Stanley recently shared a photo of himself and his daughter Emily Grace wearing masks while taking in a sunset at the beach.
"Don't listen to conspiracy theorists or graduate of The Internet University of Medicine," Stanley implored of his followed. "While the credible authorities and experts continue to learn more about Covid 19 they remain in agreement about safety protocols. End of story."
Researchers studying the novel coronavirus — which causes the pandemic respiratory disease COVID-19 — still do not fully understand how the virus transmits, but there is little question among them that mask-wearing reduces opportunities for the virus to spread by blocking microscopic water droplets coming out of an infected person's nose or mouth.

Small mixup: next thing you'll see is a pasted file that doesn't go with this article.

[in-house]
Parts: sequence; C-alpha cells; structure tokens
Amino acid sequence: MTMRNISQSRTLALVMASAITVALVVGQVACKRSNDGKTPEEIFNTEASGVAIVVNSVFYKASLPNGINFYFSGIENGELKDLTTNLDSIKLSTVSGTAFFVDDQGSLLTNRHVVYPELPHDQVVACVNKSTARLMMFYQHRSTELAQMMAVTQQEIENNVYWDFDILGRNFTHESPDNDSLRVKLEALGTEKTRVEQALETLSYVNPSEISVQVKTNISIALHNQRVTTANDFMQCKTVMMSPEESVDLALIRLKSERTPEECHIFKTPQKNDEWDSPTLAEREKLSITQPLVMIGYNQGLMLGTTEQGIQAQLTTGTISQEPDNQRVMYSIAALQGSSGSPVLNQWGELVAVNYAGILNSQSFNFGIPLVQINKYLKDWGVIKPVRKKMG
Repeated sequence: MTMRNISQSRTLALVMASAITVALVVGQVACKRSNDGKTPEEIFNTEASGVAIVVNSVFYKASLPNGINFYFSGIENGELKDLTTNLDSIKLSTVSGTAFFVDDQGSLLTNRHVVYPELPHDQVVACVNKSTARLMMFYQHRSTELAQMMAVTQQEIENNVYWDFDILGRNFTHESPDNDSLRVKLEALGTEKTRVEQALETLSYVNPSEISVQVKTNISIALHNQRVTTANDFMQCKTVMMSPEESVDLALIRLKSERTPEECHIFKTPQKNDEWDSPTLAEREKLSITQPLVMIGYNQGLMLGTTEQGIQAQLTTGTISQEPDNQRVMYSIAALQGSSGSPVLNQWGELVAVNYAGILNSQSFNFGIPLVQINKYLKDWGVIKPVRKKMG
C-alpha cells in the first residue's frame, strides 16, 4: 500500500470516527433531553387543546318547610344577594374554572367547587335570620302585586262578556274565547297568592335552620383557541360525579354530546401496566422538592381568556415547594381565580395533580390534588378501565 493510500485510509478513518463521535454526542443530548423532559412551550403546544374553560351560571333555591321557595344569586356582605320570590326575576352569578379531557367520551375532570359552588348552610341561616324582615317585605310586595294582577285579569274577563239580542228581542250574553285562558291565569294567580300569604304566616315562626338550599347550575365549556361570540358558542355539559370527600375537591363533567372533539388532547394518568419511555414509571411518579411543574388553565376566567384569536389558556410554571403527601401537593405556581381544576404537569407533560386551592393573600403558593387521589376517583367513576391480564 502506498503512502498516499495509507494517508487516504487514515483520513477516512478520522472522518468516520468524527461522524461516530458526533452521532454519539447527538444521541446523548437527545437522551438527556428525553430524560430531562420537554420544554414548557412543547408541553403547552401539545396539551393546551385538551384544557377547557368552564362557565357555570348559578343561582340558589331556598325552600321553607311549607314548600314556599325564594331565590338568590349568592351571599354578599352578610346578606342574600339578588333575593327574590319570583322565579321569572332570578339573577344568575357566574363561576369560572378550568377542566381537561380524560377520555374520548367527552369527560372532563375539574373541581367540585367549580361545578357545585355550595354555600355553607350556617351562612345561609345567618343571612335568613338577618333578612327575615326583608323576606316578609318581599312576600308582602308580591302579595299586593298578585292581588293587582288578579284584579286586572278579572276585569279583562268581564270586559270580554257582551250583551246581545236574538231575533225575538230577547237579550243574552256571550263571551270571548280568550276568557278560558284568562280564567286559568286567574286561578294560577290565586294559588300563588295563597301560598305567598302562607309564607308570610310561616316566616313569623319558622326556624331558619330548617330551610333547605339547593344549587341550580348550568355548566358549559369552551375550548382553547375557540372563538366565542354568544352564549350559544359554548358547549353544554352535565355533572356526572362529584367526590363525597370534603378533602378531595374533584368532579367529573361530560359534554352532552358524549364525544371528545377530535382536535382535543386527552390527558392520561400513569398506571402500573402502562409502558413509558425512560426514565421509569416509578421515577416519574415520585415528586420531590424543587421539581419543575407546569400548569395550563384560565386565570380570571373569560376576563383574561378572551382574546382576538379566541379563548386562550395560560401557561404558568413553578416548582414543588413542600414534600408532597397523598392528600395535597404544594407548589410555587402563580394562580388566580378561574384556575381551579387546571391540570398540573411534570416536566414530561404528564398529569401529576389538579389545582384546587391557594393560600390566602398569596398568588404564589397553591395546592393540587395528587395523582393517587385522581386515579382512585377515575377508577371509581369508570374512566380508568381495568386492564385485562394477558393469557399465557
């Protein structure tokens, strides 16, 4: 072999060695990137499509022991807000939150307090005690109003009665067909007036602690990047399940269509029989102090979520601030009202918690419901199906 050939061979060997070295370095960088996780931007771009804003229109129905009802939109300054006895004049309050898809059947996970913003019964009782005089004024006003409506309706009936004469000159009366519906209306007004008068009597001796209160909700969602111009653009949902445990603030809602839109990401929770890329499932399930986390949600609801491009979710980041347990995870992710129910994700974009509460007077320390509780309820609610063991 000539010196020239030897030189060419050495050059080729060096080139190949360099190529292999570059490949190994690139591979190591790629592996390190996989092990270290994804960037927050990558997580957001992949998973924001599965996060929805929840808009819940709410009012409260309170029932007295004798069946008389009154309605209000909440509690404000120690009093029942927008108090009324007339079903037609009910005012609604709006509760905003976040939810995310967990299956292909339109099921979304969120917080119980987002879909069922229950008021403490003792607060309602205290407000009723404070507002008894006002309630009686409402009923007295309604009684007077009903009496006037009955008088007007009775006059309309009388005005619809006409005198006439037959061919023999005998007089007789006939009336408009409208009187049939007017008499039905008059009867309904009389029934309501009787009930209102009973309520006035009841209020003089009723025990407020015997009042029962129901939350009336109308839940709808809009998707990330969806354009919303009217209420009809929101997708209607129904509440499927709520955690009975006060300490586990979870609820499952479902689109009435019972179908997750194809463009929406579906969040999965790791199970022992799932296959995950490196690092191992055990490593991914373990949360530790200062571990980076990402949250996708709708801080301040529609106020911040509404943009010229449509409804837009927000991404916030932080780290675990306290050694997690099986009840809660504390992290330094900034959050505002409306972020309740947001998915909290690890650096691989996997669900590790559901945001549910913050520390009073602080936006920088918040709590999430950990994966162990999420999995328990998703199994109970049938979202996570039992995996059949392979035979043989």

Wearing masks when social distancing is not possible is recommended by both the Centers for Disease Control and the World Health Organization.
Confusion about masks is understandable to some degree.
Early in the pandemic's arrival in the U.S., officials in many places said mask-wearing was not necessary.
At the time, localities were concerned that hospitals would run out of personal protective equipment if they were competing for it in the marketplace with the general public.
The messaging changed, however, once it became apparent that the virus can spread from asymptomatic people. Researchers have also noted a correlation between reductions in COVID-19 cases in areas with widespread mask compliance.
Stanley's bandmate, bassist Gene Simmons, said in April that Kiss's 'End of the Road' farewell tour would not resume until there is a cure for COVID-19. He, too, has been urging fans to comply with mask orders and listen to people with medical credentials for reliable information about the pandemic.
"Please wear a mask, to prevent your cough, sneeze or other, from infecting people," Simmons wrote in one reply. "Be safe, not sorry."
Kiss canceled several tour dates last fall when Stanley was stricken with the flu.
Photo: Getty Images